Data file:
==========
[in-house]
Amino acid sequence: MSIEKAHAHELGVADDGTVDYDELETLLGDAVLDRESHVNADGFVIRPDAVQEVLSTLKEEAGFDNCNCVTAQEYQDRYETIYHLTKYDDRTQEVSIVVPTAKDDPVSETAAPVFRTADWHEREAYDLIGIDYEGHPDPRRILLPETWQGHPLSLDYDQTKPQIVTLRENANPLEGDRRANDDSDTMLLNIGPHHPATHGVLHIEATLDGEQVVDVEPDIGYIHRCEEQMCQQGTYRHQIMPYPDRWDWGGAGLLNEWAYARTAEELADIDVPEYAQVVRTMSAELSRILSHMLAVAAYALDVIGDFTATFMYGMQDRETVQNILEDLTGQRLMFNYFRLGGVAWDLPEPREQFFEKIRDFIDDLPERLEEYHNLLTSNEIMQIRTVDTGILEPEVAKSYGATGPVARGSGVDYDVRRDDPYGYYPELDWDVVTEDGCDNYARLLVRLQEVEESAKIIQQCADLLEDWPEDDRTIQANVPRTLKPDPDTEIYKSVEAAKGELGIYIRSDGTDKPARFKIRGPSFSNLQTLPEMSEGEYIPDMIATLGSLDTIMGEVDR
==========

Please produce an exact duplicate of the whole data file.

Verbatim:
[in-house]
Amino acid sequence: MSIEKAHAHELGVADDGTVDYDELETLLGDAVLDRESHVNADGFVIRPDAVQEVLSTLKEEAGFDNCNCVTAQEYQDRYETIYHLTKYDDRTQEVSIVVPTAKDDPVSETAAPVFRTADWHEREAYDLIGIDYEGHPDPRRILLPETWQGHPLSLDYDQTKPQIVTLRENANPLEGDRRANDDSDTMLLNIGPHHPATHGVLHIEATLDGEQVVDVEPDIGYIHRCEEQMCQQGTYRHQIMPYPDRWDWGGAGLLNEWAYARTAEELADIDVPEYAQVVRTMSAELSRILSHMLAVAAYALDVIGDFTATFMYGMQDRETVQNILEDLTGQRLMFNYFRLGGVAWDLPEPREQFFEKIRDFIDDLPERLEEYHNLLTSNEIMQIRTVDTGILEPEVAKSYGATGPVARGSGVDYDVRRDDPYGYYPELDWDVVTEDGCDNYARLLVRLQEVEESAKIIQQCADLLEDWPEDDRTIQANVPRTLKPDPDTEIYKSVEAAKGELGIYIRSDGTDKPARFKIRGPSFSNLQTLPEMSEGEYIPDMIATLGSLDTIMGEVDR